Trail & Conservation News
Welcome to The Trailhead — a new column that replaces “Hike of the Month” to serve as a round-up of interesting projects and plans for trails in the Inland Northwest.
Three ways volunteers can help pick-up trash along the river in 2021: public clean-up events, DIY group events, and business/civic group events. Spokane Riverkeeper and the Spokane River Forum clean-up events are happening this spring and summer.
Federal district court in Montana ruled that the U.S. Fish and Wildlife Service and U.S. Forest Service violated the Endangered Species Act by ignoring the impacts of the Rock Creek Mine proposal on federally-protected grizzly bears and bull trout.
Snake River wild salmon and steelhead population is drastically declining, and the solution is to remove the four lower Snake River dams to allow salmon easier access into the 5,000+ miles of pristine upstream river habitat. The Columbia Basin Fund initiative proposed by Idaho Rep. Mike Simpson (R) aims to do that. Citizens need to voice their support to Congress.
Spokane Audubon Society is raising funds for the planting of grasses and forbs on and near Swanson Lakes Wildlife Area in Lincoln County, which was damaged after the Whitney fire in September 2020. Washington Department of Fish and Wildlife (WDFW) estimates $30,000 needed for forb restoration.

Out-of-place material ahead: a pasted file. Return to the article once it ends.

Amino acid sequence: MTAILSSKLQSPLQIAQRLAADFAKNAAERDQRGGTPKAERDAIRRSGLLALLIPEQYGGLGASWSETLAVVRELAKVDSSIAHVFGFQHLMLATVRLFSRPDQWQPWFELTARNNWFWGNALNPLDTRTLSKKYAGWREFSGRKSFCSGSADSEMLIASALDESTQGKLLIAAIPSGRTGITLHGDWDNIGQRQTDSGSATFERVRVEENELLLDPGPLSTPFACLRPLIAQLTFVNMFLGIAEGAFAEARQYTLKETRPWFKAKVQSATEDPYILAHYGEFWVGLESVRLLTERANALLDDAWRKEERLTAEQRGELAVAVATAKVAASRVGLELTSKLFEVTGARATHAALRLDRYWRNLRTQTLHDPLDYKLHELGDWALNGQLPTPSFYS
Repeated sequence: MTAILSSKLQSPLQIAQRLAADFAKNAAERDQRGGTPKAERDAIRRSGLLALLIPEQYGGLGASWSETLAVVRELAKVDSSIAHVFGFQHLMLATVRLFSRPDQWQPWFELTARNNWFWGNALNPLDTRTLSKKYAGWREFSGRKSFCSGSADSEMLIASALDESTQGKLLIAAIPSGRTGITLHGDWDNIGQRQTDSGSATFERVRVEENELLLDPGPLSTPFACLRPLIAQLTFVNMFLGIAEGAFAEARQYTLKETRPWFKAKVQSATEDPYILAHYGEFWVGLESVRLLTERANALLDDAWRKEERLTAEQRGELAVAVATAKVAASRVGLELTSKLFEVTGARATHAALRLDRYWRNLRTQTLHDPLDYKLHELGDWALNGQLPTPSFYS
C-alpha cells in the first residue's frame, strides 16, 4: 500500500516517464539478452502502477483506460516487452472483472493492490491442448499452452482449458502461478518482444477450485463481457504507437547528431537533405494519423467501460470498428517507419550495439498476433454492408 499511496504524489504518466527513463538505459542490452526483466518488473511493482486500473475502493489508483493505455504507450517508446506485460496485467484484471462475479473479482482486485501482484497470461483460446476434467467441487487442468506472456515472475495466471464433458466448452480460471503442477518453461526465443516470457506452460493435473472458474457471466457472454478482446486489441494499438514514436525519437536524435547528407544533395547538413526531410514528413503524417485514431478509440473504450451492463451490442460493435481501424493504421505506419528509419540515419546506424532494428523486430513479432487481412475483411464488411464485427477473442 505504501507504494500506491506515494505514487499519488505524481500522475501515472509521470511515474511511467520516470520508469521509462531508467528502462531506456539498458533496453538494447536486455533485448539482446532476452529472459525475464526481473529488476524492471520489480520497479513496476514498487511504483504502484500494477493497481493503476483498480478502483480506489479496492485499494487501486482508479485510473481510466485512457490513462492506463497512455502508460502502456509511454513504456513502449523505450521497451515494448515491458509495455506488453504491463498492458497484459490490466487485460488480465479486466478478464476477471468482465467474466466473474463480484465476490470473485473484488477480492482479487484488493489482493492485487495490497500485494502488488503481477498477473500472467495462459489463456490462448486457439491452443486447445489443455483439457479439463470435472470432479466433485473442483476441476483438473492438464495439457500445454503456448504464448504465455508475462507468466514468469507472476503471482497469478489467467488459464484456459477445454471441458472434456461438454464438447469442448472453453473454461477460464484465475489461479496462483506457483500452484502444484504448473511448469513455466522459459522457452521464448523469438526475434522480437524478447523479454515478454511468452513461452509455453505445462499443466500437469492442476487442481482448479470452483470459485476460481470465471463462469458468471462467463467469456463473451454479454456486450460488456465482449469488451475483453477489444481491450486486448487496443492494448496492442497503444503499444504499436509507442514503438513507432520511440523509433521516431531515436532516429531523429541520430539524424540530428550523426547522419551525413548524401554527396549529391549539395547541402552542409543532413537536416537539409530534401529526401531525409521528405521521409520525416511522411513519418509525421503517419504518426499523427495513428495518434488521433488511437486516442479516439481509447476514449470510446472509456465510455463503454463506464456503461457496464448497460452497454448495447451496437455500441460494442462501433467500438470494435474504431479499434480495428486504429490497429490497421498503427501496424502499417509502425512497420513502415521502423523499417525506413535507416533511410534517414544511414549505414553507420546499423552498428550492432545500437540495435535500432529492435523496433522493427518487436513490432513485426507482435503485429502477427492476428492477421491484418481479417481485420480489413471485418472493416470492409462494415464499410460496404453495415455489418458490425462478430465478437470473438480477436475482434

The Blue Mountains Trail, a work in progress for decades, has evolved into a 566-mile point-to-point long-distance trail with a spiral shape connecting its two ends, Wallowa Lake State Park near Joseph and John Day.
Spokane, Wash. Since its founding, the Inland Northwest Land Conservancy has protected more than 22,000 acres in public and private areas throughout Spokane and Kootenai …
Many Inland Northwest outdoor institutions accomplished significant goals in 2020. Here is a brief summary of multiple benchmarks that vastly improved regional recreation.